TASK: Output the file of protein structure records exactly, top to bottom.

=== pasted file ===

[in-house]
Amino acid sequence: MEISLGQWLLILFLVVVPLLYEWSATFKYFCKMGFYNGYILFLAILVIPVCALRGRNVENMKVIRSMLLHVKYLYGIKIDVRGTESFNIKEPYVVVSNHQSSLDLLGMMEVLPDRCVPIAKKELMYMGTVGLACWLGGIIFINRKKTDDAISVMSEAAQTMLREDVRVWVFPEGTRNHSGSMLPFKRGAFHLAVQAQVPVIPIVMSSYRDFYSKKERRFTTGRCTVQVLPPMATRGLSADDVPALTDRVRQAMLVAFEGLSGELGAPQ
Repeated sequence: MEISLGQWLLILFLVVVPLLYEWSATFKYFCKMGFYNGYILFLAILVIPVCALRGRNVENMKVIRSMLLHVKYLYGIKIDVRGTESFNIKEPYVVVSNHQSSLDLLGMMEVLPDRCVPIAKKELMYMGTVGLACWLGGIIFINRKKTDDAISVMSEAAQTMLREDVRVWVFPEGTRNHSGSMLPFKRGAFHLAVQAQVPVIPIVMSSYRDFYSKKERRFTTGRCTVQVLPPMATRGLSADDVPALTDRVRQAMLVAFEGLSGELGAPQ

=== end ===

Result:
[in-house]
Amino acid sequence: MEISLGQWLLILFLVVVPLLYEWSATFKYFCKMGFYNGYILFLAILVIPVCALRGRNVENMKVIRSMLLHVKYLYGIKIDVRGTESFNIKEPYVVVSNHQSSLDLLGMMEVLPDRCVPIAKKELMYMGTVGLACWLGGIIFINRKKTDDAISVMSEAAQTMLREDVRVWVFPEGTRNHSGSMLPFKRGAFHLAVQAQVPVIPIVMSSYRDFYSKKERRFTTGRCTVQVLPPMATRGLSADDVPALTDRVRQAMLVAFEGLSGELGAPQ
Repeated sequence: MEISLGQWLLILFLVVVPLLYEWSATFKYFCKMGFYNGYILFLAILVIPVCALRGRNVENMKVIRSMLLHVKYLYGIKIDVRGTESFNIKEPYVVVSNHQSSLDLLGMMEVLPDRCVPIAKKELMYMGTVGLACWLGGIIFINRKKTDDAISVMSEAAQTMLREDVRVWVFPEGTRNHSGSMLPFKRGAFHLAVQAQVPVIPIVMSSYRDFYSKKERRFTTGRCTVQVLPPMATRGLSADDVPALTDRVRQAMLVAFEGLSGELGAPQ